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“What happens if I am incorrectly diagnosed and treated as though I have PAH and it turns out that I don’t have PAH?”
For many years our biggest concern was that physicians would not consider the diagnosis of PAH and miss it altogether. In the past five years we have seen the pendulum swing the other direction. Now, more often than not, I see patients who are incorrectly diagnosed as having PAH when in fact they have another diagnosis. The most common correct diagnosis under these circumstances is Diastolic Heart Failure (also referred to as heart failure with preserved ejection fraction or HFPEF). In other instances the patients may have pulmonary hypertension related to under appreciated lung disease, or not even have pulmonary hypertension at all.
What happens when a patient is incorrectly diagnosed as having PAH and started on therapy with medications for PAH?
One of several things can happen.
1. The worst-case scenario is that the patient may actually get worse. This is most common when patients with Diastolic Heart Failure are treated with the ERA class of medications such as Ambrisentan (Letairis), Bosentan (Tracleer), or Macitentan (Opsumit). These medications may worsen heart failure symptoms by increasing fluid retention. Furthermore, several ERAs have been formally studied in heart failure and were shown to worsen outcomes. The good news is that when the correct diagnosis is made and the wrong medications are stopped, the patient feels better and there is no data suggesting that lasting damage has been done to the patient. However, your insurance has paid a pretty penny for an unnecessary medication and you may be out your copay.
2 In some cases, the medication that is being used may actually make the patient feel better, despite the fact that the diagnosis is incorrect. An example of this might be if a patient with advanced pulmonary fibrosis (severe scarring of the lungs) is treated with a PDE 5 inhibitor Sildenafil (Revatio) or Tadalafil (Adcirca). There have been a few studies that have not shown improvement in exercise capacity but many patients do feel better. The exact role of PDE 5 inhibitors in IPF is yet to be fully elucidated.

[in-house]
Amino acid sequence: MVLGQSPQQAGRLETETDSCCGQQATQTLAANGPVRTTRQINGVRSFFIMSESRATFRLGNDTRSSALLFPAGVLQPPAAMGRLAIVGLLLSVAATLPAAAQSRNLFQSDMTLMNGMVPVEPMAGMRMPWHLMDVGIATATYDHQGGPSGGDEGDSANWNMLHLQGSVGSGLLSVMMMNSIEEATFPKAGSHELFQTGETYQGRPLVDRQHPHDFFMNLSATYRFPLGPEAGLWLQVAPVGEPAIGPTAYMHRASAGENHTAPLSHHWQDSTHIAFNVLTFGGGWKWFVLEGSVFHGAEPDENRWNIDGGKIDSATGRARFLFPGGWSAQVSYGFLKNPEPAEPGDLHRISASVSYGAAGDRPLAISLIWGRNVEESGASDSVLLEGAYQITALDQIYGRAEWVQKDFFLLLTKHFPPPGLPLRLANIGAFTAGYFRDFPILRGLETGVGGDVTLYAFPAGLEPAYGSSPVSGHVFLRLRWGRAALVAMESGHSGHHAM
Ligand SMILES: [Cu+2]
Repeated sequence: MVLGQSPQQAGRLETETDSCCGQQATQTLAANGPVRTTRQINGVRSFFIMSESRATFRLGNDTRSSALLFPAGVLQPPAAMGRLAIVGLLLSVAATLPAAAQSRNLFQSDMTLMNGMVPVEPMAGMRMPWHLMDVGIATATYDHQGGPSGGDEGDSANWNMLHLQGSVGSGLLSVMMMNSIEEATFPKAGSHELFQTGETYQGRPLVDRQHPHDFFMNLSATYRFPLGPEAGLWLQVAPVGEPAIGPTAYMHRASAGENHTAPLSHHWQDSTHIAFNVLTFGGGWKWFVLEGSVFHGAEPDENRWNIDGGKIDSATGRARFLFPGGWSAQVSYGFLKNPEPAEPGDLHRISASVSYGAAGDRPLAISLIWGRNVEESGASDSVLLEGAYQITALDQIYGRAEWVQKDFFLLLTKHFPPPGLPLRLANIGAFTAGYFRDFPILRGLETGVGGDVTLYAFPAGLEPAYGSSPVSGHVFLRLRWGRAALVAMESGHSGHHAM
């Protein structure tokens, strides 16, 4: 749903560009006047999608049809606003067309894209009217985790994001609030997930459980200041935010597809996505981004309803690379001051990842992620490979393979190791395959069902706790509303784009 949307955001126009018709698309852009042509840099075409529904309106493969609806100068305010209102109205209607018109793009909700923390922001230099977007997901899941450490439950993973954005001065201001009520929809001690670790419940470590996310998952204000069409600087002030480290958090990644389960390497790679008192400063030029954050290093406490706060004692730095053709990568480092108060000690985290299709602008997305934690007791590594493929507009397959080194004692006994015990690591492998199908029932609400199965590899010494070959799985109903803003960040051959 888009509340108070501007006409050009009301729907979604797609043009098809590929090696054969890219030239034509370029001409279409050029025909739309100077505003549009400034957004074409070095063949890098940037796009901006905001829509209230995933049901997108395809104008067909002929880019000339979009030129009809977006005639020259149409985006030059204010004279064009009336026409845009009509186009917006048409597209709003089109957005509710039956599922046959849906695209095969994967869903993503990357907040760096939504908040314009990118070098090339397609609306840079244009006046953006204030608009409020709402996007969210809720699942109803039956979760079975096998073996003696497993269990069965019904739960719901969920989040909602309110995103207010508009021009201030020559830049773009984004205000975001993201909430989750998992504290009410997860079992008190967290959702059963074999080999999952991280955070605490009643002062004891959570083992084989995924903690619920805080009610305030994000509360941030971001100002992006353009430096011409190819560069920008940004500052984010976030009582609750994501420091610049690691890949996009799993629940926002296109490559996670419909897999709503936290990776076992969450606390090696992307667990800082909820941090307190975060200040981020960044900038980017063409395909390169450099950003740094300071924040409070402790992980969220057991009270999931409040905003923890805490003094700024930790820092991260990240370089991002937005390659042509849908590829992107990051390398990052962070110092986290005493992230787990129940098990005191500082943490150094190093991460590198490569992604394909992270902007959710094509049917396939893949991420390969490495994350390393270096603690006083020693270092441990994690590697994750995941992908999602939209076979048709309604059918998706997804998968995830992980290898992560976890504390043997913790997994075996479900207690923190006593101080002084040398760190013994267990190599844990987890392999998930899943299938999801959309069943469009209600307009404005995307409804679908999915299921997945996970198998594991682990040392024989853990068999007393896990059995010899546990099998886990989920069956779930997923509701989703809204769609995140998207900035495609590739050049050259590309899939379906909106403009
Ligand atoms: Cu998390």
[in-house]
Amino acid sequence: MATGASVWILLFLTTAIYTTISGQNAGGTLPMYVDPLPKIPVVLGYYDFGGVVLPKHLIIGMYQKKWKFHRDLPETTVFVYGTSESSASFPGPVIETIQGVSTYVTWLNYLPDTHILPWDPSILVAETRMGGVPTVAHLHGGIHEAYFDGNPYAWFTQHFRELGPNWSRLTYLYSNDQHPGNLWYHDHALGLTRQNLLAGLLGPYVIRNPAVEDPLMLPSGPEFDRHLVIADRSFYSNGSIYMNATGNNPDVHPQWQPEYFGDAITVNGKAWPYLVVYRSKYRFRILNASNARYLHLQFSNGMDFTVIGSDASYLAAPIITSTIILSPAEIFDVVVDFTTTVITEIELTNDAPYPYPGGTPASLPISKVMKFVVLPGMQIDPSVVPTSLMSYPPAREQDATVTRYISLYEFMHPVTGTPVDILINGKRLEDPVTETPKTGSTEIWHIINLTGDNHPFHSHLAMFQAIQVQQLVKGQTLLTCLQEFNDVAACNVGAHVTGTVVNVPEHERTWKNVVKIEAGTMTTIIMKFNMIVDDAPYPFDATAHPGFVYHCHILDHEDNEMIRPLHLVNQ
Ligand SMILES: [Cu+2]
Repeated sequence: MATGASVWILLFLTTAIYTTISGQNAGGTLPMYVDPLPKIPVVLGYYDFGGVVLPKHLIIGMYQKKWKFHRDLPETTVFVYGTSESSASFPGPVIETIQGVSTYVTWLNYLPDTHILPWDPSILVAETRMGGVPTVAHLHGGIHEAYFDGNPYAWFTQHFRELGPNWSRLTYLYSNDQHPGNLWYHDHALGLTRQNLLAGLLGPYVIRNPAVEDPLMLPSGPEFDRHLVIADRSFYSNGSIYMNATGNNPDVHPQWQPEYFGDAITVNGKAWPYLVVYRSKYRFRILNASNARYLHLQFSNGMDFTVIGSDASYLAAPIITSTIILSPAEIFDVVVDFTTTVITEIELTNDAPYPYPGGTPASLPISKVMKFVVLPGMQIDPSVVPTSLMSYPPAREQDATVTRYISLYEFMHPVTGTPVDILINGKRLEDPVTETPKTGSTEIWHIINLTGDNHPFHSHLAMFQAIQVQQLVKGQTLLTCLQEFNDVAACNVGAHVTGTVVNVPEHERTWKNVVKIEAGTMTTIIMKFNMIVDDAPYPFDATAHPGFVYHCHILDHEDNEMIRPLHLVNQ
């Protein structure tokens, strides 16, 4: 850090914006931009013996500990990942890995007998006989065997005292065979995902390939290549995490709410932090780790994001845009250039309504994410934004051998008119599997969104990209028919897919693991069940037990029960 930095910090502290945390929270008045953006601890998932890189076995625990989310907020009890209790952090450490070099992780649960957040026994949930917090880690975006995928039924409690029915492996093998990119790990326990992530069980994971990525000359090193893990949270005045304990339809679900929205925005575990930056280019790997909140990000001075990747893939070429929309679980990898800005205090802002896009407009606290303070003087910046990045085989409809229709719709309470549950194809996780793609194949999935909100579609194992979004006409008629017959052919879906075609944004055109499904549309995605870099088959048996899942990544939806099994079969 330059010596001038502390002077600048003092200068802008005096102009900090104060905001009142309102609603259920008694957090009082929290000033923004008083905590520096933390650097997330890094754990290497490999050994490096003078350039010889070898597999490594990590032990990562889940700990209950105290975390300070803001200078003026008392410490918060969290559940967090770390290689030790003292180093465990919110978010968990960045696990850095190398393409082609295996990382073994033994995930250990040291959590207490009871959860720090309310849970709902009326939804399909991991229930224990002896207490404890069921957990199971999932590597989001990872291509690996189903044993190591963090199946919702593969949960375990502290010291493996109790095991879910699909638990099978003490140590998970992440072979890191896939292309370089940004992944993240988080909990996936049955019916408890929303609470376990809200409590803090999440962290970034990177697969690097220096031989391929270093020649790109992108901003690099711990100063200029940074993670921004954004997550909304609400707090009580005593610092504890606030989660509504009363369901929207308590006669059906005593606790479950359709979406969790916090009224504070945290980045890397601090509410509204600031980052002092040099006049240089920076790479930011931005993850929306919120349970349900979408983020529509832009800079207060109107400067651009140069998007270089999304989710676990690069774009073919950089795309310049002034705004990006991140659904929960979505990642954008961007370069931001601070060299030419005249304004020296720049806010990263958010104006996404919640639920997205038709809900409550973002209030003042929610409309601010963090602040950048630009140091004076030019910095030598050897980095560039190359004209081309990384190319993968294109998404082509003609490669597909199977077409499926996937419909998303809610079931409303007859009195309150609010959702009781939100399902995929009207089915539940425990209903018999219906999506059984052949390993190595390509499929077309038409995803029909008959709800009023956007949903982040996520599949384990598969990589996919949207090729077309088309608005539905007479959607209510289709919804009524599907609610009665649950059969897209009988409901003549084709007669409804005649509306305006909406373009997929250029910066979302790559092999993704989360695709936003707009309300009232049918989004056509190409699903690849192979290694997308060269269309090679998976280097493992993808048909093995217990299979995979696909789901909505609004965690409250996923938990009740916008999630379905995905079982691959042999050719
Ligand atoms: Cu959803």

3. A third scenario is that the medication being used is neither harmful nor helpful. This is not without ill effects. Specifically, the cost to the system is outrageous for pulmonary arterial hypertension medications. For example, there have been several very well conducted research studies of the ERA medications in IPF. All have shown absolutely no benefit. (One study suggested worse outcomes). These medications cost about $90,000 per year. Someone is actually paying this amount. Even if you have insurance, this waste of money spent on an unnecessary drug eventually just raises everyone’s insurance premiums. If the patient being treated has Medicare or Medicaid then all the taxpayers are footing the bill.
How can you be sure that you have PAH?
The first step is making sure that you have had a right heart catheterization prior to starting therapy. Regardless of how good your doctors says he or she is, without a right heart catheterization no one can make the diagnosis of pulmonary arterial hypertension. Second, ask your doctor how many patients with PAH they manage. If you are able to see a nationally recognized expert then take the time and see one. Third, educate yourself. If you are 65 years old and overweight and have diabetes and sleep apnea then chances are much better that you have diastolic heart failure and not PAH. Similarly if you have severe lung disease then be skeptical of the diagnosis of PAH.
Not only is it costly and potentially harmful to be incorrectly diagnosed, but by definition then you are not being treated for the correct diagnosis. Don’t be shy. Keep track of your test results. Ask questions. Be an advocate for yourself. And don’t be afraid to seek a second opinion.
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